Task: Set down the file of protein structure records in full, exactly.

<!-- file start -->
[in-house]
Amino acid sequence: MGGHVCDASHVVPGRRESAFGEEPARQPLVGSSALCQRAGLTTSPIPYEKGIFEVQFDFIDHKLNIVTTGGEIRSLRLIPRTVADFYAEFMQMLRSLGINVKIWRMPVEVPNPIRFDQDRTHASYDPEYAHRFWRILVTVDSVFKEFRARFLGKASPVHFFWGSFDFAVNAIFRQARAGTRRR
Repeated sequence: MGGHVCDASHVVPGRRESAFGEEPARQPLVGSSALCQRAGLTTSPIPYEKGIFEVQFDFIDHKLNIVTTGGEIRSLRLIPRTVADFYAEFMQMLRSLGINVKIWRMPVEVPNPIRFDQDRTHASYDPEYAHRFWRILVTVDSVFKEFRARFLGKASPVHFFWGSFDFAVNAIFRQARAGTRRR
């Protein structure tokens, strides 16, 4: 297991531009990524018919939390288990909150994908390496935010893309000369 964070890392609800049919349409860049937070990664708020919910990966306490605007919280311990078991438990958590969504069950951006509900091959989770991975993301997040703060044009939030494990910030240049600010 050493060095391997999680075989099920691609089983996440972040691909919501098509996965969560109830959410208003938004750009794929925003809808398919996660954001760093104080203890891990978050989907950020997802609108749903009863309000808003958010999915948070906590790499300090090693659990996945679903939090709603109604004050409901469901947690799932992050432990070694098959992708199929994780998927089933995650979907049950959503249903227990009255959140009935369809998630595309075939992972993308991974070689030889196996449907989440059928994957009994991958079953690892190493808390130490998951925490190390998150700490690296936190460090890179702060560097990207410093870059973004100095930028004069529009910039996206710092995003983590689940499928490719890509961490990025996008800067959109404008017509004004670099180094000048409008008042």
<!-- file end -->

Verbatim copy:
[in-house]
Amino acid sequence: MGGHVCDASHVVPGRRESAFGEEPARQPLVGSSALCQRAGLTTSPIPYEKGIFEVQFDFIDHKLNIVTTGGEIRSLRLIPRTVADFYAEFMQMLRSLGINVKIWRMPVEVPNPIRFDQDRTHASYDPEYAHRFWRILVTVDSVFKEFRARFLGKASPVHFFWGSFDFAVNAIFRQARAGTRRR
Repeated sequence: MGGHVCDASHVVPGRRESAFGEEPARQPLVGSSALCQRAGLTTSPIPYEKGIFEVQFDFIDHKLNIVTTGGEIRSLRLIPRTVADFYAEFMQMLRSLGINVKIWRMPVEVPNPIRFDQDRTHASYDPEYAHRFWRILVTVDSVFKEFRARFLGKASPVHFFWGSFDFAVNAIFRQARAGTRRR
């Protein structure tokens, strides 16, 4: 297991531009990524018919939390288990909150994908390496935010893309000369 964070890392609800049919349409860049937070990664708020919910990966306490605007919280311990078991438990958590969504069950951006509900091959989770991975993301997040703060044009939030494990910030240049600010 050493060095391997999680075989099920691609089983996440972040691909919501098509996965969560109830959410208003938004750009794929925003809808398919996660954001760093104080203890891990978050989907950020997802609108749903009863309000808003958010999915948070906590790499300090090693659990996945679903939090709603109604004050409901469901947690799932992050432990070694098959992708199929994780998927089933995650979907049950959503249903227990009255959140009935369809998630595309075939992972993308991974070689030889196996449907989440059928994957009994991958079953690892190493808390130490998951925490190390998150700490690296936190460090890179702060560097990207410093870059973004100095930028004069529009910039996206710092995003983590689940499928490719890509961490990025996008800067959109404008017509004004670099180094000048409008008042």